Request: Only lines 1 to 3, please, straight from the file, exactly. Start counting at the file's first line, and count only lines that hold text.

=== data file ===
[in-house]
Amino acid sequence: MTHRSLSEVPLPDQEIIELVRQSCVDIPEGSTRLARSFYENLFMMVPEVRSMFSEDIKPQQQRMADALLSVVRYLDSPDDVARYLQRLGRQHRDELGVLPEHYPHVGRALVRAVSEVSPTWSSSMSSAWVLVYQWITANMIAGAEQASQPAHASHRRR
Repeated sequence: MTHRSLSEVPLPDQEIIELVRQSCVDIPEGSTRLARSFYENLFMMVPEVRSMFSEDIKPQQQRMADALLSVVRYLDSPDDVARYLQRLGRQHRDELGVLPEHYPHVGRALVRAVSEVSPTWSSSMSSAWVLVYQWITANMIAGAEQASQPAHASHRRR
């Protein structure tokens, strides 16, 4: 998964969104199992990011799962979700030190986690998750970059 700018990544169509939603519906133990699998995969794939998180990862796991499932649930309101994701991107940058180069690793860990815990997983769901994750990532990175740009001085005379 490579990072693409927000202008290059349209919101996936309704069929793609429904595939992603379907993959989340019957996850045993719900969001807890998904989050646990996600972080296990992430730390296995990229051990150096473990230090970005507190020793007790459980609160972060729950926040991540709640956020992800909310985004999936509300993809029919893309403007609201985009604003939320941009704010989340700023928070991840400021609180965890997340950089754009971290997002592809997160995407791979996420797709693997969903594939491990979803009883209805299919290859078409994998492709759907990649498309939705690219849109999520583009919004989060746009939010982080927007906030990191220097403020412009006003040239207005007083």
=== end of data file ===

[in-house]
Amino acid sequence: MTHRSLSEVPLPDQEIIELVRQSCVDIPEGSTRLARSFYENLFMMVPEVRSMFSEDIKPQQQRMADALLSVVRYLDSPDDVARYLQRLGRQHRDELGVLPEHYPHVGRALVRAVSEVSPTWSSSMSSAWVLVYQWITANMIAGAEQASQPAHASHRRR
Repeated sequence: MTHRSLSEVPLPDQEIIELVRQSCVDIPEGSTRLARSFYENLFMMVPEVRSMFSEDIKPQQQRMADALLSVVRYLDSPDDVARYLQRLGRQHRDELGVLPEHYPHVGRALVRAVSEVSPTWSSSMSSAWVLVYQWITANMIAGAEQASQPAHASHRRR